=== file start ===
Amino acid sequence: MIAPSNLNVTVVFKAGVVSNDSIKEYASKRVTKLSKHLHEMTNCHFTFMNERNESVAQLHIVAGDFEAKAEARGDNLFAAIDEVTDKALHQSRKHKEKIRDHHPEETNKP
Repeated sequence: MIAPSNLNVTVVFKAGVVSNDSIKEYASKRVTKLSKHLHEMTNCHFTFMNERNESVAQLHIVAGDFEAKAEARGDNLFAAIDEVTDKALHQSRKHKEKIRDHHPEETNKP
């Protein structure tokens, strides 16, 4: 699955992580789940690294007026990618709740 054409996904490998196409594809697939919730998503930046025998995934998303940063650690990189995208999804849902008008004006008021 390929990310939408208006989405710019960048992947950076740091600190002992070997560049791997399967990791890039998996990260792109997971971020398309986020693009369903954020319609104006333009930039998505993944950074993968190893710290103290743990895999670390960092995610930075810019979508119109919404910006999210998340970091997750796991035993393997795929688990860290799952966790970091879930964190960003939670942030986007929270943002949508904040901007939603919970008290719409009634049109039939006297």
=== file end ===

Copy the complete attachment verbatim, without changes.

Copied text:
Amino acid sequence: MIAPSNLNVTVVFKAGVVSNDSIKEYASKRVTKLSKHLHEMTNCHFTFMNERNESVAQLHIVAGDFEAKAEARGDNLFAAIDEVTDKALHQSRKHKEKIRDHHPEETNKP
Repeated sequence: MIAPSNLNVTVVFKAGVVSNDSIKEYASKRVTKLSKHLHEMTNCHFTFMNERNESVAQLHIVAGDFEAKAEARGDNLFAAIDEVTDKALHQSRKHKEKIRDHHPEETNKP
């Protein structure tokens, strides 16, 4: 699955992580789940690294007026990618709740 054409996904490998196409594809697939919730998503930046025998995934998303940063650690990189995208999804849902008008004006008021 390929990310939408208006989405710019960048992947950076740091600190002992070997560049791997399967990791890039998996990260792109997971971020398309986020693009369903954020319609104006333009930039998505993944950074993968190893710290103290743990895999670390960092995610930075810019979508119109919404910006999210998340970091997750796991035993393997795929688990860290799952966790970091879930964190960003939670942030986007929270943002949508904040901007939603919970008290719409009634049109039939006297």